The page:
Progression, change and excellence -- three words that can only describe the transformation that Funeral for a Friend have experienced since their explosion onto the music scene thanks to the 2003 effort Casually Dressed and Deep in Conversation. Their latest effort, Tales Don’t Tell Themselves sees a complete change in musical forte for the band, as well as change of direction lyrically, as Tales is a concept album of a shipwrecked fisherman (David) and his struggle to return home.
The album kicks off in dramatic fashion with the lead single “Into Oblivion (Reunion),” starting off with an intro of stringed orchestra before pummelling the listener with the band’s excellent musicianship and enticing them with Matt Davies' melodic sounding vocals. “The Great Wide Open” carries the listener on further into the story of the shipwreck and peril, with the sailor David being lost in “the great wide open.” On any other given day, “The Diary” could have easily been one of the album’s singles, as it has a catchy pop-rock factor about that makes it stand out against the rest of the album. Unfortunately, it’s this element about it that makes most who listen to it skip to the next song, the near ballad-like “On a Wire."
What is arguably the best point of the album would be the two-part epic “All Hands on Deck, Pt.1: Raise the Sail” and “All Hands on Deck, Pt.2: Open Water.” “Part One” is one of the more insistent songs on the album, not stopping for a breakdown or tempo change before it slowly merges towards the end with its better half of “Part Two.” “Open Water” doesn’t have that same impact that the "Raise the Sail" has, but it is still easily one of the better songs on Tales.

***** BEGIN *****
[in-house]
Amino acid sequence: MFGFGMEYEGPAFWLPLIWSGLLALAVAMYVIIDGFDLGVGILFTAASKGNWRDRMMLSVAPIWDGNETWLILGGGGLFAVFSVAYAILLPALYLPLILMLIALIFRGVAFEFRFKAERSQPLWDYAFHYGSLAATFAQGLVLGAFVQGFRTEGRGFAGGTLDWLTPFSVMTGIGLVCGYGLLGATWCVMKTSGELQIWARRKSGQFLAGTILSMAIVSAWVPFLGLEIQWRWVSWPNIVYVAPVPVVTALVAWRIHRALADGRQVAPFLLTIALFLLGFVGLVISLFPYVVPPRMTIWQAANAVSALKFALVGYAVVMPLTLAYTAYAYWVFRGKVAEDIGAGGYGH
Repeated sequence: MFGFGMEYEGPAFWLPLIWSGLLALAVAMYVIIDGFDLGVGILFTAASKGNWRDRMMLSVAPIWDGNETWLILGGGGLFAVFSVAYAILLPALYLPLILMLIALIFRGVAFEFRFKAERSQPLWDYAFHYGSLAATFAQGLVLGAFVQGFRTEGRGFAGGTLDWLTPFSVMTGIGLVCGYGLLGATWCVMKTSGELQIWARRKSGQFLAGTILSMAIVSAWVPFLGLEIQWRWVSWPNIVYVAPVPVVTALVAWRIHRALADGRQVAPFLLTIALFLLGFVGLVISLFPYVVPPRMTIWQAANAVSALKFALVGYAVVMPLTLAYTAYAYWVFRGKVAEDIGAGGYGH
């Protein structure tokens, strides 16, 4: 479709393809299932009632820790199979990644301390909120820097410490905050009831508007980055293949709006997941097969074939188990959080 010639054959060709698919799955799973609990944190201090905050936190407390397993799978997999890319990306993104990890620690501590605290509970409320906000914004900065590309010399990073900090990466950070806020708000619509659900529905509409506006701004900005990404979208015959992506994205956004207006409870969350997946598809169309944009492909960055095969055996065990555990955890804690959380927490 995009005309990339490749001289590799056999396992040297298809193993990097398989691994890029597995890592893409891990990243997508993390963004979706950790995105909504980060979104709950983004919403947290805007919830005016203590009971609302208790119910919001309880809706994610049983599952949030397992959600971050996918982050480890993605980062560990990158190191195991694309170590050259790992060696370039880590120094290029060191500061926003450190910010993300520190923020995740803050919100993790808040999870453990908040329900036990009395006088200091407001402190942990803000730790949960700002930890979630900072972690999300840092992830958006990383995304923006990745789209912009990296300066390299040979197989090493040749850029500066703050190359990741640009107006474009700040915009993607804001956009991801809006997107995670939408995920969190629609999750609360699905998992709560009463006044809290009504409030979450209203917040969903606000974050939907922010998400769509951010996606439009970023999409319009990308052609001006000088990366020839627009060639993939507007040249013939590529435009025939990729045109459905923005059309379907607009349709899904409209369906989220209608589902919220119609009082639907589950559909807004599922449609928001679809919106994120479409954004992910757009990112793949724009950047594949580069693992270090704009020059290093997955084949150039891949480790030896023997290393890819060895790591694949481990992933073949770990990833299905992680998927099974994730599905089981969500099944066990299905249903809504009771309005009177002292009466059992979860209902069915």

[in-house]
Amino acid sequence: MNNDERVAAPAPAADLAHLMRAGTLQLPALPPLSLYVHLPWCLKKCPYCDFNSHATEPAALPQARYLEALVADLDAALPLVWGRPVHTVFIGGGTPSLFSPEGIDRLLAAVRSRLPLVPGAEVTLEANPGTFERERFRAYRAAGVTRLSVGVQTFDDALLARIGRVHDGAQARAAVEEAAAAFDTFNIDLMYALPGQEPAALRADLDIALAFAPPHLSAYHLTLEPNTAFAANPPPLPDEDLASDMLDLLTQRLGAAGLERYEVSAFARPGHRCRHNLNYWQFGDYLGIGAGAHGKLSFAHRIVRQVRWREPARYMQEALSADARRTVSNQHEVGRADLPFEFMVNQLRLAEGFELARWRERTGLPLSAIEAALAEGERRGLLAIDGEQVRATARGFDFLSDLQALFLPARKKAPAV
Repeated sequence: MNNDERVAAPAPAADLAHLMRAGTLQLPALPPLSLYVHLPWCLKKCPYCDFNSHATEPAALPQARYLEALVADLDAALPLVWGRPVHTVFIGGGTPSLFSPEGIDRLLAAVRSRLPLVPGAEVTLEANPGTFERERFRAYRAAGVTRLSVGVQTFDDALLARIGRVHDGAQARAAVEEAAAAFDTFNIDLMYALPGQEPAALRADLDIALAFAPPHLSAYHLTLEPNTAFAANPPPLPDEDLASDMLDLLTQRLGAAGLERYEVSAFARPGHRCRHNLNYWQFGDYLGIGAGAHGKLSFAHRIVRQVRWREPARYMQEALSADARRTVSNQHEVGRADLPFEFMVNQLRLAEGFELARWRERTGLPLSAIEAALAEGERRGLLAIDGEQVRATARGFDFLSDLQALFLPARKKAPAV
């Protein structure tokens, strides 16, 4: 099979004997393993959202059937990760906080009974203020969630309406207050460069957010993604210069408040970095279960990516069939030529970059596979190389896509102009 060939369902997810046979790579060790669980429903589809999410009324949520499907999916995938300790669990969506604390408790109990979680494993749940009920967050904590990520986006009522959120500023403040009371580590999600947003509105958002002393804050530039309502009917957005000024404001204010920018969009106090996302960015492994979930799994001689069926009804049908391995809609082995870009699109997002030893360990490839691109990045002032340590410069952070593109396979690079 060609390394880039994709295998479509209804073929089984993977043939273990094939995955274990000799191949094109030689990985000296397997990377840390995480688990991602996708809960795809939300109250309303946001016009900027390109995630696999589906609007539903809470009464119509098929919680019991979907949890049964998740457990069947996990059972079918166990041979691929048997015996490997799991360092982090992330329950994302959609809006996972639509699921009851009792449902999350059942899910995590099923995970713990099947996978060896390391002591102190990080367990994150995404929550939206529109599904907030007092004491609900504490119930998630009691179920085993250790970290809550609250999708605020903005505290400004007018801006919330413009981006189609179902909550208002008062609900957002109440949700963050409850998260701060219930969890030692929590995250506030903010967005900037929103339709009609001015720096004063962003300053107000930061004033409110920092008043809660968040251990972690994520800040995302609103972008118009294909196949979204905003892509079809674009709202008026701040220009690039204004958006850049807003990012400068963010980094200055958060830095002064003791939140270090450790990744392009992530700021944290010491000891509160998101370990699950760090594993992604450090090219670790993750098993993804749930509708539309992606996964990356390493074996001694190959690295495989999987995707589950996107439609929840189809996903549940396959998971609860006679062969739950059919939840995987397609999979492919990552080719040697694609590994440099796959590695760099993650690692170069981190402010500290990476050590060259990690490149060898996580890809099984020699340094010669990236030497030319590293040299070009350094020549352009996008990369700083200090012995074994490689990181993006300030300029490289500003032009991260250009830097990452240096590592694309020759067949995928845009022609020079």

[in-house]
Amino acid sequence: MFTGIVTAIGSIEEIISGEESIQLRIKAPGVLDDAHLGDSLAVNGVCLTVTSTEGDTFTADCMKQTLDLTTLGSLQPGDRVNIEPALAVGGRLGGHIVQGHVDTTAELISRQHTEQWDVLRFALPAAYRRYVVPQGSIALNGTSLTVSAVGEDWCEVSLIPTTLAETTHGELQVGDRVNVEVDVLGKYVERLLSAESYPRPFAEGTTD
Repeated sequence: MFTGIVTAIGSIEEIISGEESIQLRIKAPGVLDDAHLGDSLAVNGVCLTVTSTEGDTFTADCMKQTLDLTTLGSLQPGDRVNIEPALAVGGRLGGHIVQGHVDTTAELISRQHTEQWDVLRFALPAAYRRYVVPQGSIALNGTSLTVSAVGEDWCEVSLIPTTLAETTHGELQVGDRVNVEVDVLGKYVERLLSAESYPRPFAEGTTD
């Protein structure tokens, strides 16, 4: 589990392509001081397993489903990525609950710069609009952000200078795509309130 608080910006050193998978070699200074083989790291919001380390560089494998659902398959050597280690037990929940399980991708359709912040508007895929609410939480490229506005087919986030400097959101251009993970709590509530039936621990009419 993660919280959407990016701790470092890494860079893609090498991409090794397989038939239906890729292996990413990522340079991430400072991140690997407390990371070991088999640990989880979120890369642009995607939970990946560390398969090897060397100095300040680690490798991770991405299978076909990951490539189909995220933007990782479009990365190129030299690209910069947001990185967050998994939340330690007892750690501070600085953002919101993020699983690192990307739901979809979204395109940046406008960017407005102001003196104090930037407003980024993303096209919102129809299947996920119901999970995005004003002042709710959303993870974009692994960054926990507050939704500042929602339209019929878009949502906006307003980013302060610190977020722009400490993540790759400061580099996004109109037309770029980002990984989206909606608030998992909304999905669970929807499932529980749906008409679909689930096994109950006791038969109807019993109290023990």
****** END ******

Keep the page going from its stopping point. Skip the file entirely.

“Out of Reach” shows a heavier side of the album by the intensity and aggression of the composure of the song itself. “One for the Road” and “Walk Away” team up together fairly well to compose the atmosphere of the ending track, the wonderful six-and-a-half minute ballad that is “The Sweetest Wave.” While the song may seem completely off track from the rest of the album with its piano inclusion, strings and theme of deliverance, rest assured it is far from it, as it provides a somewhat beautiful and climatic ending to an album that has seem much growth from a band that were once the heavyweights of nü-screamo.
Fans who enjoyed FFAF’s earlier works may be a little hesitant from what they hear at first on Tales, as gone are the days of screaming at the top their lungs and in come the melodies and maturity that fans of Hours have come to enjoy. From start to finish, Tales is one album that has it all: great musical direction, intelligent lyrics and a fantastic concept to round off what has truly been and will continue to be a stellar career for the Welsh quintet.